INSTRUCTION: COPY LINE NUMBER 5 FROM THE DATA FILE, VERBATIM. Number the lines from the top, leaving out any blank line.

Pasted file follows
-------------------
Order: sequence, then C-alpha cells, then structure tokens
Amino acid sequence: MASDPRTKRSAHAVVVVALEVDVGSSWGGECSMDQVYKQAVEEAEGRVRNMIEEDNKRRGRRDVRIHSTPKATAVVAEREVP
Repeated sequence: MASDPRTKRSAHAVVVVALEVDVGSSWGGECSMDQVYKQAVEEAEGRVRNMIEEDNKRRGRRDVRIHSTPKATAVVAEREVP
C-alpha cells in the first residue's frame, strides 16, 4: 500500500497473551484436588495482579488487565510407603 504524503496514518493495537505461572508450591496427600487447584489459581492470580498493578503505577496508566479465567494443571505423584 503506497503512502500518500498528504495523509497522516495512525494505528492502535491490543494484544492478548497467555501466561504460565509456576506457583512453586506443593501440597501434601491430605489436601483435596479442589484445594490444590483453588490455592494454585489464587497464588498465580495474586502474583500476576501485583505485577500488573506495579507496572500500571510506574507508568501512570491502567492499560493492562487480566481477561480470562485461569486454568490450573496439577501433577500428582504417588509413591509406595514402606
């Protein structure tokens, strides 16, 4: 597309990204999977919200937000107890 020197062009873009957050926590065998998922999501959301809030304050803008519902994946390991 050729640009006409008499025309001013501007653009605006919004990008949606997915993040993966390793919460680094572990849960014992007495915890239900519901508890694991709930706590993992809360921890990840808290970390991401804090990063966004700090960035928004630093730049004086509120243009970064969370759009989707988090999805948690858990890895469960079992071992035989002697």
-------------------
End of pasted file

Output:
């Protein structure tokens, strides 16, 4: 597309990204999977919200937000107890 020197062009873009957050926590065998998922999501959301809030304050803008519902994946390991 050729640009006409008499025309001013501007653009605006919004990008949606997915993040993966390793919460680094572990849960014992007495915890239900519901508890694991709930706590993992809360921890990840808290970390991401804090990063966004700090960035928004630093730049004086509120243009970064969370759009989707988090999805948690858990890895469960079992071992035989002697």